BEACON FALLS — Woodland Regional High School is introducing a new reading initiative called “One Region, One Book.”
The program is a reading exercise designed to get students, as well as town residents, involved in reading and discussing the same book.
Through this initiative, school officials hope to foster a love of reading outside of the classroom, to encourage discourse within the community, and to share thoughts and ideas across generations of Region 16 alumni.
School officials have selected a “The Things They Carried” by Tim O’Brien for this initiative. The book is an organized collection of related stories based on the author’s experiences during and following the Vietnam War. The book was a finalist for both the Pulitzer Prize and the National Book Award in 1990.
The school’s English department chose a book based on the events of the Vietnam War because its faculty felt it will be a well-received message in a region that has shown dedication to service.
“We chose this book because this is a community that is very involved in service,” said Joelle Kilcourse, an English teacher and the program’s co-facilitator. “We have a lot of alumni who are servicemen and women. We felt it would be a great way to communicate the sacrifices that go into military service.”
Due to the realistic and sometimes disturbing depictions of war violence, officials have not suggested the book for elementary age students. Reading guides will be distributed to help parents and guardians talk with their students as they read together.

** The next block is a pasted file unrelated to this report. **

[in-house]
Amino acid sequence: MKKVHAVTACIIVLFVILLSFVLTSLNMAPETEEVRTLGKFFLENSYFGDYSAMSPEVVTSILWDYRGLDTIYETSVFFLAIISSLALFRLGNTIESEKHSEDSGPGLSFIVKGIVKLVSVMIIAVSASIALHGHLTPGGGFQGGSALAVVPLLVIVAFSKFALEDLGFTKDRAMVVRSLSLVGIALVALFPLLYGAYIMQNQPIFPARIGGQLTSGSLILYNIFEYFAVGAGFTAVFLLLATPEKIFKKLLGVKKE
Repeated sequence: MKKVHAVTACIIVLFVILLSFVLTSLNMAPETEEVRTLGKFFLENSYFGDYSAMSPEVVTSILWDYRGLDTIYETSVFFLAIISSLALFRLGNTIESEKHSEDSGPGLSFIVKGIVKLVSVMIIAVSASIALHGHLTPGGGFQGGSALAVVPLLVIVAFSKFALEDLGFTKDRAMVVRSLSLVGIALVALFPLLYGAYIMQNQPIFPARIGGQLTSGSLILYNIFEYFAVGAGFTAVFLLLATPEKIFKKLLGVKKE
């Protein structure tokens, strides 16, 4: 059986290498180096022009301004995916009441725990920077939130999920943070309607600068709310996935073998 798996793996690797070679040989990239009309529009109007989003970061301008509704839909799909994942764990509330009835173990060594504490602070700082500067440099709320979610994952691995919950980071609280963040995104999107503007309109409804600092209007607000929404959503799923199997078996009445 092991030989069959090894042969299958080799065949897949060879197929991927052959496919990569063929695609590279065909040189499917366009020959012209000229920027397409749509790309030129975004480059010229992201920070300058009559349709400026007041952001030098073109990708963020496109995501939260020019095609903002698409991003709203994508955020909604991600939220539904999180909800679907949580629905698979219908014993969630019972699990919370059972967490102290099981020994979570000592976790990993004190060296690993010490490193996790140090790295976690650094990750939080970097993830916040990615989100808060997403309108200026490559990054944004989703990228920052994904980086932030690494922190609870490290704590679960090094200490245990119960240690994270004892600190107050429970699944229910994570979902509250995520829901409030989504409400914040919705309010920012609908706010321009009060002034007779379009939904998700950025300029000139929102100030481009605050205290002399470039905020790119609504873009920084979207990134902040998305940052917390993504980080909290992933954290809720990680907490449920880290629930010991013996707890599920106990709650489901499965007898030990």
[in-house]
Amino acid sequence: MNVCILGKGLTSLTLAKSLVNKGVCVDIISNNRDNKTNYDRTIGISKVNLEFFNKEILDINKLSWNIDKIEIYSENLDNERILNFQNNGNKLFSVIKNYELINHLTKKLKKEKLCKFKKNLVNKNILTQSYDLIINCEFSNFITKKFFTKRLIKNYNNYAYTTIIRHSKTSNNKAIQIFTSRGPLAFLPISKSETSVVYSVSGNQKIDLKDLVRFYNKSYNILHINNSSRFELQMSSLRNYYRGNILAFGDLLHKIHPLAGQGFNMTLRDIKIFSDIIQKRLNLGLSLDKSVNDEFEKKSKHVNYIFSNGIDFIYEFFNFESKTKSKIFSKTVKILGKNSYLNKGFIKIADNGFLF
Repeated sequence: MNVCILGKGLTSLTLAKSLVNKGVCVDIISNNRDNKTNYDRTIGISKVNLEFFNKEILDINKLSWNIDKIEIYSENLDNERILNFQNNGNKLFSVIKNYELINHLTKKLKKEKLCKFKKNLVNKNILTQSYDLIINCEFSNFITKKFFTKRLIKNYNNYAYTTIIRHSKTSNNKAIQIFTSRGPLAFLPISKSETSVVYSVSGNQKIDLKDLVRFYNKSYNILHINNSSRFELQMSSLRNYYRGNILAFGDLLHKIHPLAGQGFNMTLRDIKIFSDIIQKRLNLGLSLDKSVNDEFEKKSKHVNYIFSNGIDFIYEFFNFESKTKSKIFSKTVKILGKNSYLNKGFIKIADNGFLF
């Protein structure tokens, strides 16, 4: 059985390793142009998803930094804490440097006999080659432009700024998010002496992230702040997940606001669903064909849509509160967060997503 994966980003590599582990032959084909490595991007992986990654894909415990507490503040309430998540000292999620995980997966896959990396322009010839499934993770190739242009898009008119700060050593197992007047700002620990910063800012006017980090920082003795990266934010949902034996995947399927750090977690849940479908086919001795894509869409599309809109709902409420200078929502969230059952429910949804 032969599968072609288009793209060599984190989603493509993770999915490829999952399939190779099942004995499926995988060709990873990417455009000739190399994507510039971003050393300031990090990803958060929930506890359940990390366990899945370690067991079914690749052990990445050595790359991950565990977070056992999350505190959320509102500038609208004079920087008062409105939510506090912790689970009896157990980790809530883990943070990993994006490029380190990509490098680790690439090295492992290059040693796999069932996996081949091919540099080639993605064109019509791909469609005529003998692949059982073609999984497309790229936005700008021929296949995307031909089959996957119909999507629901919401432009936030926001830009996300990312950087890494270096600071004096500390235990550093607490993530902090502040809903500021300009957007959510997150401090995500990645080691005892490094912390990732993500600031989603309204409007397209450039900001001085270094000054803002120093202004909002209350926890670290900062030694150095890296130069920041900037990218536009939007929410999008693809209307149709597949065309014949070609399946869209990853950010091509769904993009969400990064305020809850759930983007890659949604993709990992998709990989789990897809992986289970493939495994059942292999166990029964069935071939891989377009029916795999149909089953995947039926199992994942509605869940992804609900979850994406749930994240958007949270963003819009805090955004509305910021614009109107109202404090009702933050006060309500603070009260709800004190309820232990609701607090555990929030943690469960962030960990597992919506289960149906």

The event will be kicked off on the last school day before Veteran’s Day, Nov. 10, and will feature a display in WRHS’s media center, an online book trailer and a “One Region, One Book” live blog on wrhsonline.net.
On Dec.16, residents will be able to join in for a book club discussion at WRHS, where residents and students can discuss the reading and their reactions to it.
Later on in the program, films depicting the Vietnam War will be shown and local veterans from the conflict will discuss their experiences.
A writing contest will be incorporated into the program, which will seek 750 to 1,000-word essays based on specific events in the novel. There will be two submission categories: 18 and under and 19 and older.
Organizers are hoping the program gets the entire community involved.
“As English teachers, as hard as we work, there’s only so much we can do in the classroom,” said Paul Geary, an English teacher and program co-facilitator. “We are firm believers that life-long learners and life-long readers are nurtured outside of schools as much as they are inside of school.”
Similar programs are being conducted in school systems across the state, including in Stratford, Danbury, Fairfield and Trumbull. Region 16 Superintendant Jim Agostine is happy to see the initiative make its way into Prospect and Beacon Falls.
“I think it’s an absolutely superb idea,” Agostine said. “It’s something that’s been a lot of fun and has been planned all summer long. I’m glad to see it’s close to coming to fruition.”